The “Turning Phrase” of Zen

A teacher of neigong said:

For the neigong we do, brain activity approaches zero and yes, we can do that almost instantly and I have proven this in a sleep lab, but natural awareness increases.

Milton Erickson also described an increase of awareness in trance:

I go into trances so that I will be more sensitive to the intonations and inflections of my patients’ speech. And to enable me to hear better, see better.

(Wikipedia, “Milton Erickson”)

Both statements assert that the senses are heightened with the induction of a trance.

One of Erickson’s approaches to trance induction bears remarkable resemblance to one of the methods of teaching employed by the Zen masters. Erickson sometimes used a “confusion” technique to allow for the induction of trance:

Confusion might be created by ambiguous words, complex or endless sentences, pattern interruption or a myriad of other techniques to incite transderivational searches.


Transderivational searches are described on Wikipedia as:

…search(es) for a possible meaning or possible match as part of communication, and without which an incoming communication cannot be made any sense of whatsoever.

The “turning phrase” of a Zen teacher is the result of a spontaneous pivot in the teacher’s frame of reference, perhaps in response to a question or a situation; the phrase or word that expresses the pivot can invoke a transderivational search in the listener, and allow for the induction of trance.

Induction with the confusion technique is sudden, as with Milton Erickson’s famous “handshake induction”:

‘Erickson’s best-known innovations is the hypnotic handshake induction, which is a type of confusion technique. …This induction works because shaking hands is one of the actions learned and operated as a single “chunk” of behavior; tying shoelaces is another classic example. If the behavior is diverted or frozen midway, the person literally has no mental space for this – he is stopped in the middle of unconsciously executing a behavior that hasn’t got a “middle”. The mind responds by suspending itself in trance until either something happens to give a new direction, or it “snaps out”.

(Wikipedia, “Milton Erickson”)

With the “turning phrase”, the Zen master leaves any listener “stopped in the middle”, which allows the induction of trance and a heightened awareness of the function of the senses that provide the experience of self.

That the senses are involved in the experience of self is the conclusion of scientists Olaf Blanke and Christine Mohr. In their research, they have found that the tactil-proprioceptive-kinesthetic, visual, and vestibular senses are crucial: these senses appear to give rise not just to sensations connected with the physical body, but to an actual feeling of the existence of a self. Blanke and Moore made their conclusion through the study of a particular kind of out-of-body experience called heautoscopy (or HAS):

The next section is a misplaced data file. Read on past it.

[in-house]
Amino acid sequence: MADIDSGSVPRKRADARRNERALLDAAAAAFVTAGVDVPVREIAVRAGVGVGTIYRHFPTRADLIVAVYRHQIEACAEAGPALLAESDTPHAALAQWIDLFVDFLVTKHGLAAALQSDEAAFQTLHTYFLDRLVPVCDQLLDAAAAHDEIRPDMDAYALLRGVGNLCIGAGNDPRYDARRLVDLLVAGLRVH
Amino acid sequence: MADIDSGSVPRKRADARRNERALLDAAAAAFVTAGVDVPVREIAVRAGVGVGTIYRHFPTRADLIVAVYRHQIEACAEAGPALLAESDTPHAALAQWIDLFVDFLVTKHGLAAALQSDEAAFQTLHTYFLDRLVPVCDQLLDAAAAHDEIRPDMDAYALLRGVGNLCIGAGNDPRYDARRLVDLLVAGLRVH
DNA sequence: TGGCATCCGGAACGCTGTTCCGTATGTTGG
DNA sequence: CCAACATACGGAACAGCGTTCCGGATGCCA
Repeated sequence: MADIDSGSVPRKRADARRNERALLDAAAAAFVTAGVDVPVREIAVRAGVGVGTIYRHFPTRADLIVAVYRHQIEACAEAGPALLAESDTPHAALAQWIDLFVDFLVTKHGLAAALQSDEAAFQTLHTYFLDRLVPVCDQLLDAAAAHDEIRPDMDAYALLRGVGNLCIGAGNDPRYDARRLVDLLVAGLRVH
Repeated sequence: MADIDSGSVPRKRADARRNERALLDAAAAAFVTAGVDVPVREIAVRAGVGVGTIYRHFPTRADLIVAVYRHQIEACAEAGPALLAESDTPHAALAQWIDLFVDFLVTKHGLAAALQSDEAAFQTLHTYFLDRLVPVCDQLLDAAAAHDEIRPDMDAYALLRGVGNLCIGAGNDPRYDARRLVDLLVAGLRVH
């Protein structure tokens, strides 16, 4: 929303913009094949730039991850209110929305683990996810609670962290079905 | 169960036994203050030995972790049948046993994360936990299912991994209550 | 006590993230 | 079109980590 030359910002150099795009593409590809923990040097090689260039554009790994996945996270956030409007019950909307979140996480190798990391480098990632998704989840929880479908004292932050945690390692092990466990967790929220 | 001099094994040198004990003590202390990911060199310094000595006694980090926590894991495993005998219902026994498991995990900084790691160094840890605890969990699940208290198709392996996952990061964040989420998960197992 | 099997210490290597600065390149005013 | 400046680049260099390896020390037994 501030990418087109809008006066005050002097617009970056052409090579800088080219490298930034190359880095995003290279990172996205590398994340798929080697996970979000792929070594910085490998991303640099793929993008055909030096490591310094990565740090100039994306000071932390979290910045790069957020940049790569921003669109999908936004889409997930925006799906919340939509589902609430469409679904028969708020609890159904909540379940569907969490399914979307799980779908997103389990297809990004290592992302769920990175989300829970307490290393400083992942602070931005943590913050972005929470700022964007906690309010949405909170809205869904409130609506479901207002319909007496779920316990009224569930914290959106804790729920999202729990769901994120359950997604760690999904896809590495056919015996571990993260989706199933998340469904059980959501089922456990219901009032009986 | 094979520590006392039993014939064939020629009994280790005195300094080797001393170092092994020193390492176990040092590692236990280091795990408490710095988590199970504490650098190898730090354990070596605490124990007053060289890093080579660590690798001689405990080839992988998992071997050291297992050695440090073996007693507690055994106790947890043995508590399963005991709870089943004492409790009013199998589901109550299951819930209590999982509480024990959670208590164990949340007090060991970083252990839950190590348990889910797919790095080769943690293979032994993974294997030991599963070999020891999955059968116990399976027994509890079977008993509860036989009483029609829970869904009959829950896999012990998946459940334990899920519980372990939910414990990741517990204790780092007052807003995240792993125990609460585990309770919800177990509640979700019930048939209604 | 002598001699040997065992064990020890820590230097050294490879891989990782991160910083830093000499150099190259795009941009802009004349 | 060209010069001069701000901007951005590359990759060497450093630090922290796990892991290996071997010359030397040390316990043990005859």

It might thus be argued that, HAS is not only an experience characterized by the reduplification of one’s body, but also by a reduplification of one’s self. As strikingly reported by Brugger et al. the high risk of suicide during this terrifying experience cannot be overstated as some of these HAS-patients try by all means to reestablish their unitary self.

(“Out-of-body experience, heautoscopy, and autoscopic hallucination of neurological origin: Implications for neurocognitive mechanisms of corporeal awareness and self consciousness”, Brain Research Reviews 5 (2 5) 184-199)

The tactil-proprioceptive-kinesthetic and vestibular senses are closely involved with the perception of a person’s physical location in space; the visual sense is tightly connected to both of these senses, and can reset the perception of location.

The sense of location is emphasized in many of the classic teachings of Zen:

Be aware of where you really are 24 hours a day. You must be most attentive.

(“Zen Letters: the Teachings of Yuanwu”, trans. T. Cleary, pg 53)

When you find your place where you are, practice occurs, actualizing the fundamental point.

(“Genjo Koan”, Dogen, trans. by Aitken and Tanahashi)

A peculiar feeling with regard to posture is also emphasized in the classic Zen teachings, a feeling perhaps produced through the interplay of the tactil-proprioceptive-kinesthetic and vestibular senses with the sense of gravity:

When you arrive at last at towering up like a wall miles high, you will finally know that there aren’t so many things.

(“Zen Letters: the Teachings of Yuanwu”, trans. T. Cleary, pg 83)

Sometimes the reference to the influence of the tactil-proprioceptive-kinesthetic, vestibular, and visual senses in posture is unmistakable in the classics:

To unfurl the red flag of victory over your head, whirl the twin swords behind your ears– if not for a discriminating eye and a familiar hand, how could anyone be able to succeed?

(Blue Cliff Record trans. T. Cleary, 37th case)

It is possible to train to recognize the function of the tactil-proprioceptive-kinesthetic sense, the vestibular sense, and the sense of gravity independent of the visual sense, and perhaps even necessary in order to take up the postures recommended for the practice of Zen meditation, yet allowance for the induction of trance opens a gateway to awareness in the particular senses that underlie the feeling of self in everyday life:

Erickson maintained that trance is a common, everyday occurrence. For example, when waiting for buses and trains, reading or listening, or even being involved in strenuous physical exercise, it’s quite normal to become immersed in the activity and go into a trance state, removed from any other irrelevant stimuli. These states are so common and familiar that most people do not consciously recognize them as hypnotic phenomena.

(Wikipedia, “Milton Erickson”)

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